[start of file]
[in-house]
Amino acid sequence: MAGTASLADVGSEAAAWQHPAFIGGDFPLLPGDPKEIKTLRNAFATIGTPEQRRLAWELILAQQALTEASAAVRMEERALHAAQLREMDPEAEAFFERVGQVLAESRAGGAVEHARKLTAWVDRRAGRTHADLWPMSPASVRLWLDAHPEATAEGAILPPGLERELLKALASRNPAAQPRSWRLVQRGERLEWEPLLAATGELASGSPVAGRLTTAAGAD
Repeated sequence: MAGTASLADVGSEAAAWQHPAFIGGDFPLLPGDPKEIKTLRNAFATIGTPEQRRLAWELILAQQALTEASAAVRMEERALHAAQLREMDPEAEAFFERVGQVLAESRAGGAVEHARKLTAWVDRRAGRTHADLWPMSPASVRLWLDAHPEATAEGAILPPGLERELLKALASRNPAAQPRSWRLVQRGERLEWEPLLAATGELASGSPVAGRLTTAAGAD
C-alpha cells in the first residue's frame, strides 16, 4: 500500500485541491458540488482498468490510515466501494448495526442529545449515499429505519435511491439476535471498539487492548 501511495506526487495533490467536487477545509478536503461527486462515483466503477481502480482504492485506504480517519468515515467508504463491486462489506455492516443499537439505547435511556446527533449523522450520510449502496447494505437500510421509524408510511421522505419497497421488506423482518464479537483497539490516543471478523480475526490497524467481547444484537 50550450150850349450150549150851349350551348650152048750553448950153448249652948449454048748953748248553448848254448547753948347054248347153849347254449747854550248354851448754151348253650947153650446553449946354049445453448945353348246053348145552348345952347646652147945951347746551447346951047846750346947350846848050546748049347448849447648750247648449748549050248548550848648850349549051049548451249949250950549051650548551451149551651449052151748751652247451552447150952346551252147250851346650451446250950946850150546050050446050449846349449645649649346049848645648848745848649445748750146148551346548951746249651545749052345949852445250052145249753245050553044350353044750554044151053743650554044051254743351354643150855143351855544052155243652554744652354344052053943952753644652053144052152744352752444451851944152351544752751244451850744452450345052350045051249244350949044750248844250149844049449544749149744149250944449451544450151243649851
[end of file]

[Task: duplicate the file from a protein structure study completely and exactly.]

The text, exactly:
[in-house]
Amino acid sequence: MAGTASLADVGSEAAAWQHPAFIGGDFPLLPGDPKEIKTLRNAFATIGTPEQRRLAWELILAQQALTEASAAVRMEERALHAAQLREMDPEAEAFFERVGQVLAESRAGGAVEHARKLTAWVDRRAGRTHADLWPMSPASVRLWLDAHPEATAEGAILPPGLERELLKALASRNPAAQPRSWRLVQRGERLEWEPLLAATGELASGSPVAGRLTTAAGAD
Repeated sequence: MAGTASLADVGSEAAAWQHPAFIGGDFPLLPGDPKEIKTLRNAFATIGTPEQRRLAWELILAQQALTEASAAVRMEERALHAAQLREMDPEAEAFFERVGQVLAESRAGGAVEHARKLTAWVDRRAGRTHADLWPMSPASVRLWLDAHPEATAEGAILPPGLERELLKALASRNPAAQPRSWRLVQRGERLEWEPLLAATGELASGSPVAGRLTTAAGAD
C-alpha cells in the first residue's frame, strides 16, 4: 500500500485541491458540488482498468490510515466501494448495526442529545449515499429505519435511491439476535471498539487492548 501511495506526487495533490467536487477545509478536503461527486462515483466503477481502480482504492485506504480517519468515515467508504463491486462489506455492516443499537439505547435511556446527533449523522450520510449502496447494505437500510421509524408510511421522505419497497421488506423482518464479537483497539490516543471478523480475526490497524467481547444484537 50550450150850349450150549150851349350551348650152048750553448950153448249652948449454048748953748248553448848254448547753948347054248347153849347254449747854550248354851448754151348253650947153650446553449946354049445453448945353348246053348145552348345952347646652147945951347746551447346951047846750346947350846848050546748049347448849447648750247648449748549050248548550848648850349549051049548451249949250950549051650548551451149551651449052151748751652247451552447150952346551252147250851346650451446250950946850150546050050446050449846349449645649649346049848645648848745848649445748750146148551346548951746249651545749052345949852445250052145249753245050553044350353044750554044151053743650554044051254743351354643150855143351855544052155243652554744652354344052053943952753644652053144052152744352752444451851944152351544752751244451850744452450345052350045051249244350949044750248844250149844049449544749149744149250944449451544450151243649851